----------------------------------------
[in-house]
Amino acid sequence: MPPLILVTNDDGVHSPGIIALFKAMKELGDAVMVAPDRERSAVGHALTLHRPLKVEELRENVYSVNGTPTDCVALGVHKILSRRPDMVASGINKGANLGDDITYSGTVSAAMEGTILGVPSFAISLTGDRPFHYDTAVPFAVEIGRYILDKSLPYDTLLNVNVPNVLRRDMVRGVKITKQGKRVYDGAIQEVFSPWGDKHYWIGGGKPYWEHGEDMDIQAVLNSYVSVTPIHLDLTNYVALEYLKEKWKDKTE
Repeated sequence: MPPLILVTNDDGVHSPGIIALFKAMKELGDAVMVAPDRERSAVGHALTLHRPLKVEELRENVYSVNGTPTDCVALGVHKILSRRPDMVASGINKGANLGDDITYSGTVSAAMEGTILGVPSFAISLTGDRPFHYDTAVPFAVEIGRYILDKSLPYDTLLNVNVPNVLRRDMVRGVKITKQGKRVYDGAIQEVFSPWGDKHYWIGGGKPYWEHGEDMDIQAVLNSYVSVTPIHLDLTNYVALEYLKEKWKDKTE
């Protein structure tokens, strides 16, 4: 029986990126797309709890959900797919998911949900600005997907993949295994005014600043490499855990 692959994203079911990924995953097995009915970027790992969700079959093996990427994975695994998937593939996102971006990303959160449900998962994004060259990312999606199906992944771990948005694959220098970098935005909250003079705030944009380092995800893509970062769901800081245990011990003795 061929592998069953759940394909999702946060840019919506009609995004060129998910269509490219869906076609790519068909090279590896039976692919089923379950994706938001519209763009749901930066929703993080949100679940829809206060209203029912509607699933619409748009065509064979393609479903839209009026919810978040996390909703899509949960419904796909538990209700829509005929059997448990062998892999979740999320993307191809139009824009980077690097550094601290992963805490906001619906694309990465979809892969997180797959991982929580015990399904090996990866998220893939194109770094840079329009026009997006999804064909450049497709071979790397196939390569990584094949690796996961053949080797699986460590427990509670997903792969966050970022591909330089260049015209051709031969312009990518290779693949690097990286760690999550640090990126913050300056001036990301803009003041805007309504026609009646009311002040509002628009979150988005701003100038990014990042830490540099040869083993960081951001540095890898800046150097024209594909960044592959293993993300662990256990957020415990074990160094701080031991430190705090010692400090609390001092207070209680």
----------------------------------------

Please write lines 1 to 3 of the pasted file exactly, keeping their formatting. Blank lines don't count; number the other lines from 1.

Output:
[in-house]
Amino acid sequence: MPPLILVTNDDGVHSPGIIALFKAMKELGDAVMVAPDRERSAVGHALTLHRPLKVEELRENVYSVNGTPTDCVALGVHKILSRRPDMVASGINKGANLGDDITYSGTVSAAMEGTILGVPSFAISLTGDRPFHYDTAVPFAVEIGRYILDKSLPYDTLLNVNVPNVLRRDMVRGVKITKQGKRVYDGAIQEVFSPWGDKHYWIGGGKPYWEHGEDMDIQAVLNSYVSVTPIHLDLTNYVALEYLKEKWKDKTE
Repeated sequence: MPPLILVTNDDGVHSPGIIALFKAMKELGDAVMVAPDRERSAVGHALTLHRPLKVEELRENVYSVNGTPTDCVALGVHKILSRRPDMVASGINKGANLGDDITYSGTVSAAMEGTILGVPSFAISLTGDRPFHYDTAVPFAVEIGRYILDKSLPYDTLLNVNVPNVLRRDMVRGVKITKQGKRVYDGAIQEVFSPWGDKHYWIGGGKPYWEHGEDMDIQAVLNSYVSVTPIHLDLTNYVALEYLKEKWKDKTE